President Obama’s support among Jewish voters is down 19 percentage points since his 2008 election victory, a new poll reveals.
A recent Investor’s Business Daily/Christian Science Monitor/TIPP Poll, released Monday, found that while President Obama leads in overall polling — 46 percent to Republican presidential candidate Mitt Romney’s 44 percent — his support among Jewish voters has dropped from 78 percent in 2008 to 59 percent today.
The poll — conducted during the midst of the Democratic National Convention’s omission of God and Jerusalem as the capital of Israel from their platform, only to have an effort to reinsert the two items booed by Obama delegates — further found that Romney garners 35 percent of the Jewish vote, up from Senator John McCain’s 21 percent showing in 2008.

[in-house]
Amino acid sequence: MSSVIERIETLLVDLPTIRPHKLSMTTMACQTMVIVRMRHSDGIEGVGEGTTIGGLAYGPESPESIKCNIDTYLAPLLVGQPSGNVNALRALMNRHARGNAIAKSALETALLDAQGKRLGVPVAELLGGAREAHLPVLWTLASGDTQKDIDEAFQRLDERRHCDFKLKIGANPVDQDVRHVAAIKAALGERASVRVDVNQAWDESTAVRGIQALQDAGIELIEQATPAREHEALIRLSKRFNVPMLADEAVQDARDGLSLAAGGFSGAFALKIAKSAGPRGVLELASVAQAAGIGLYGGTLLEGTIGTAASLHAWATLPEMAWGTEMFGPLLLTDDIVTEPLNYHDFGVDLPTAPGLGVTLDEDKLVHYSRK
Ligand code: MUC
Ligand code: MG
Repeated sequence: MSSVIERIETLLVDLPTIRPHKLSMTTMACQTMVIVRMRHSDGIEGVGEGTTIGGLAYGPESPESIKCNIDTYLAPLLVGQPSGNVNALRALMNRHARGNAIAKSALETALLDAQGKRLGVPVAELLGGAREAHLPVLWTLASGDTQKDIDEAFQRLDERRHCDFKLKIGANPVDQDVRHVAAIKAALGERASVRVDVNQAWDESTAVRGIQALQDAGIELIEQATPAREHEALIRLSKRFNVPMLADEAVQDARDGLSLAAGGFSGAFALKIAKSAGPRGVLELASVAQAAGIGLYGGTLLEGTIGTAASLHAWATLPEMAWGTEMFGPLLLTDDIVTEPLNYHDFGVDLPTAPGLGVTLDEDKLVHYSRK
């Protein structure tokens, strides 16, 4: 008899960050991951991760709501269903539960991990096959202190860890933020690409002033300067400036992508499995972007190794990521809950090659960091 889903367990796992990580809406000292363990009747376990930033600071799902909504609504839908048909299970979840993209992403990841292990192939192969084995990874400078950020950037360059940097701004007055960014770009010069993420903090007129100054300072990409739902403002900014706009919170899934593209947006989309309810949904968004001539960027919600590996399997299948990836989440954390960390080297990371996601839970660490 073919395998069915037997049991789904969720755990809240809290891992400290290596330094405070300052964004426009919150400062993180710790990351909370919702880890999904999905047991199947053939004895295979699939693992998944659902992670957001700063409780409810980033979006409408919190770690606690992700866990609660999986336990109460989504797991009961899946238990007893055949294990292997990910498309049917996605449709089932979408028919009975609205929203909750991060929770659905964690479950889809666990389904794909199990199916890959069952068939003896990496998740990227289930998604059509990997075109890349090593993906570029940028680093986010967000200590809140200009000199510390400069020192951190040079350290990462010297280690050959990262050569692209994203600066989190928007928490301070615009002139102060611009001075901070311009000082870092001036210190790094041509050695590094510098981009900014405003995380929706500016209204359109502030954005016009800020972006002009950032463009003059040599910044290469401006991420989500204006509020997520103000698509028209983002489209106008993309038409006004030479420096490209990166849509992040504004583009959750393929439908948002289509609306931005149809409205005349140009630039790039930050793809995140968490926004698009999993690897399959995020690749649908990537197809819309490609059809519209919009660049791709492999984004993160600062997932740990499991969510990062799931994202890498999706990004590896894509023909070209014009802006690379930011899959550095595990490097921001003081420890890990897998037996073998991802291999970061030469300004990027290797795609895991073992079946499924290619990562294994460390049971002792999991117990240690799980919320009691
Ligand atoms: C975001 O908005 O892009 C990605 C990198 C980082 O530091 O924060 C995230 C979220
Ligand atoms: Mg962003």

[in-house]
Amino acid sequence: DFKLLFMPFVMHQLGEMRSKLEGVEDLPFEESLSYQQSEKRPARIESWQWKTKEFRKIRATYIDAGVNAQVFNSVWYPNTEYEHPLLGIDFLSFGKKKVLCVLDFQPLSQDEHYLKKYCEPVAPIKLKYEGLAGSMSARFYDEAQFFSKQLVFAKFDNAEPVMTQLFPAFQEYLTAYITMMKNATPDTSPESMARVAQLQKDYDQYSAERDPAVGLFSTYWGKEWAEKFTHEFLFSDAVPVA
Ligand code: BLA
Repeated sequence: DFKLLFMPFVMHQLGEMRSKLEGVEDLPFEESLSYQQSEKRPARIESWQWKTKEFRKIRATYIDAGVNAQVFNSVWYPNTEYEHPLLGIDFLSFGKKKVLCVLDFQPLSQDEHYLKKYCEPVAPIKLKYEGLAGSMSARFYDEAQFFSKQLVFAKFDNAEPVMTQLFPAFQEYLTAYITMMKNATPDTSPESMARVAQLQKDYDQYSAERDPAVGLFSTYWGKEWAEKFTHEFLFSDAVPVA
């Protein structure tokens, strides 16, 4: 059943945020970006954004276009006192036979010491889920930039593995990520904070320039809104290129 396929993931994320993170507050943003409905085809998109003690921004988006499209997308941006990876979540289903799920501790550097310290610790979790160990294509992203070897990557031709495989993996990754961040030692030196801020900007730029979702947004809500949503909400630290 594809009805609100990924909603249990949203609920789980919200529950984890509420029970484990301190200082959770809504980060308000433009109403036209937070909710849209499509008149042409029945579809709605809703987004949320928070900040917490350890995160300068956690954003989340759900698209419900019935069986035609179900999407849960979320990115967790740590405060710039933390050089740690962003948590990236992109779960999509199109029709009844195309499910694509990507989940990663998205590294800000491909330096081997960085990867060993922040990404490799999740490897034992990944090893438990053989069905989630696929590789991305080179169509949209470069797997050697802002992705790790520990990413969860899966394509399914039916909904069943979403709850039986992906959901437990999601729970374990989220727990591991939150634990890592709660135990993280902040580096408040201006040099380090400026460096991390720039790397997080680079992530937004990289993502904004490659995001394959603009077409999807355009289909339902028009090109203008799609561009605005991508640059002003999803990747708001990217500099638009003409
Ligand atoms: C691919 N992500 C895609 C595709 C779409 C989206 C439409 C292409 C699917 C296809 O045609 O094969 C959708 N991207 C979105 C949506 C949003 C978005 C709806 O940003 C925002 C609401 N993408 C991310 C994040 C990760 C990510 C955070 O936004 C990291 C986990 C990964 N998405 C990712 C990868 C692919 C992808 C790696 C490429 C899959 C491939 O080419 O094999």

Six percent of Jews indicated they were currently undecided, according to the poll. In 2008, one percent of Jewish voters cast their ballot for a candidate other than Obama or McCain.
Jonathan S. Tobin at Commentary Magazine, who initially noted the drop, pointed out that the decline is unmatched in any other demographic groups. He chalked the decline up to the administration’s relationship with Israel.
“While some losses in Jewish support could be put down to disillusionment with his economic policies that is shared across the board, the only conceivable explanation for this far greater than average loss of Jewish votes is the administration’s difficult relationship with Israel,” Tobin wrote.
The telephone poll, which surveyed slightly more Democrats than Republicans, queried 808 registered voters across the country from Sept. 4 – Sept. 9. It has a margin of error of plus/minus 3.5 percentage points.